LAMANDÉ, Mandé Corneille.
Pont en pierre à construire sur la Seine, à Rouen. Deuxième devis des ouvrages; précédé d’un mémoire sur les projets proposés, sur les moyens de construction, et sur la situation des travaux au 1er janvier 1813.
A Paris: Chez Goeury, Librarie des Ingénieurs… 1815
4to, 2 leaves (half-title and title), 135 pages, and 1 long folding plate of the bridge. Original blue marbled wrappers (spine a little worn), uncut. Folding plate a little spotted, otherwise a very clean copy. Small bookplate of “L’Ingénieur Maillebiau”.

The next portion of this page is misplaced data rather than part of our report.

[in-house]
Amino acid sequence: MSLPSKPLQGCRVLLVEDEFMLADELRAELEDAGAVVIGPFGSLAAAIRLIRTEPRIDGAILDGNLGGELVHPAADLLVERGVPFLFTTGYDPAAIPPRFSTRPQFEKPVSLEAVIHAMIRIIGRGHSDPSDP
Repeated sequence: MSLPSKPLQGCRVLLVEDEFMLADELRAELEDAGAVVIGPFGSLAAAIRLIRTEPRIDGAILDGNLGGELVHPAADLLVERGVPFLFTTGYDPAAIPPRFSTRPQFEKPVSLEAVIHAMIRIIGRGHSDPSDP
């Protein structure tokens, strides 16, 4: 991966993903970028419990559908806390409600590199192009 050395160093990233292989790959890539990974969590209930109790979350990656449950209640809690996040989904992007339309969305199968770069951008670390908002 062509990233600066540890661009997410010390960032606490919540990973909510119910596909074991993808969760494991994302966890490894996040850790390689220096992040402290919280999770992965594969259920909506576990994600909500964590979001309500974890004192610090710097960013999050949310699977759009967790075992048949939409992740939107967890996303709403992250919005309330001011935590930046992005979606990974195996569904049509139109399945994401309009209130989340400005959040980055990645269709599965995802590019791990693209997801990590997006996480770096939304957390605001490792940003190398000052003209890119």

FIRST EDITION. The new bridge over the Seine at Rouen was decided upon in 1810 and work began the following year following the plans of Lemasson. In 1812 it was placed under the direction of Lamandé, who proposed several changes. It consists of two equal parts, which may be considered as two distinct bridges not in line with each other, their axes comprising an angle of 146º in order to bring the two bridges perpendicular to the two arms of the river. Each bridge consists of three segmental arches, the middle ones having a span of 101 feet 8 inches and the lateral arches a span of 85 feet 3 inches. Lamandé gives a history of the bridges at Rouen, beginning with Queen Matilda’s bridge of c. 1160. That was replaced one of boats which lasted for nearly two centuries, and was in turn replaced by this new bridge. It was destroyed in 1940. See Cresy, E., An encyclopædia of civil engineering (1847), 1, p. 276.